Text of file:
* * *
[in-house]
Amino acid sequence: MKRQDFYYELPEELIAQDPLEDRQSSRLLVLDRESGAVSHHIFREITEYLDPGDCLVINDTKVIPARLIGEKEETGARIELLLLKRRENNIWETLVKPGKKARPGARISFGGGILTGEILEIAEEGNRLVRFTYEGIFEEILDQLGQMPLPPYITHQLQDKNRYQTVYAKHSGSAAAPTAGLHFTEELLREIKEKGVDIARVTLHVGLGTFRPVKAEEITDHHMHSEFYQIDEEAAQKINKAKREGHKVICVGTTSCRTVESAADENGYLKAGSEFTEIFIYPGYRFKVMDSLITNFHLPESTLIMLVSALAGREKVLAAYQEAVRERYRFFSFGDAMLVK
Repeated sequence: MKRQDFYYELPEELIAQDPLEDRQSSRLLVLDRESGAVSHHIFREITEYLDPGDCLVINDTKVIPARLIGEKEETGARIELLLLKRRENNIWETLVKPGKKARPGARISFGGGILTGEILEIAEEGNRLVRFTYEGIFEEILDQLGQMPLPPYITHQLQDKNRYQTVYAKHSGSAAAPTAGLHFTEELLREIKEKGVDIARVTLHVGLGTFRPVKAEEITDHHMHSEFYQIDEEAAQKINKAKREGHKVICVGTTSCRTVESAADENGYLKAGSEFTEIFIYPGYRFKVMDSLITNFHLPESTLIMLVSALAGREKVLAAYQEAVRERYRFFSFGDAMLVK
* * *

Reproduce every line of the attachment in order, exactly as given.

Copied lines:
[in-house]
Amino acid sequence: MKRQDFYYELPEELIAQDPLEDRQSSRLLVLDRESGAVSHHIFREITEYLDPGDCLVINDTKVIPARLIGEKEETGARIELLLLKRRENNIWETLVKPGKKARPGARISFGGGILTGEILEIAEEGNRLVRFTYEGIFEEILDQLGQMPLPPYITHQLQDKNRYQTVYAKHSGSAAAPTAGLHFTEELLREIKEKGVDIARVTLHVGLGTFRPVKAEEITDHHMHSEFYQIDEEAAQKINKAKREGHKVICVGTTSCRTVESAADENGYLKAGSEFTEIFIYPGYRFKVMDSLITNFHLPESTLIMLVSALAGREKVLAAYQEAVRERYRFFSFGDAMLVK
Repeated sequence: MKRQDFYYELPEELIAQDPLEDRQSSRLLVLDRESGAVSHHIFREITEYLDPGDCLVINDTKVIPARLIGEKEETGARIELLLLKRRENNIWETLVKPGKKARPGARISFGGGILTGEILEIAEEGNRLVRFTYEGIFEEILDQLGQMPLPPYITHQLQDKNRYQTVYAKHSGSAAAPTAGLHFTEELLREIKEKGVDIARVTLHVGLGTFRPVKAEEITDHHMHSEFYQIDEEAAQKINKAKREGHKVICVGTTSCRTVESAADENGYLKAGSEFTEIFIYPGYRFKVMDSLITNFHLPESTLIMLVSALAGREKVLAAYQEAVRERYRFFSFGDAMLVK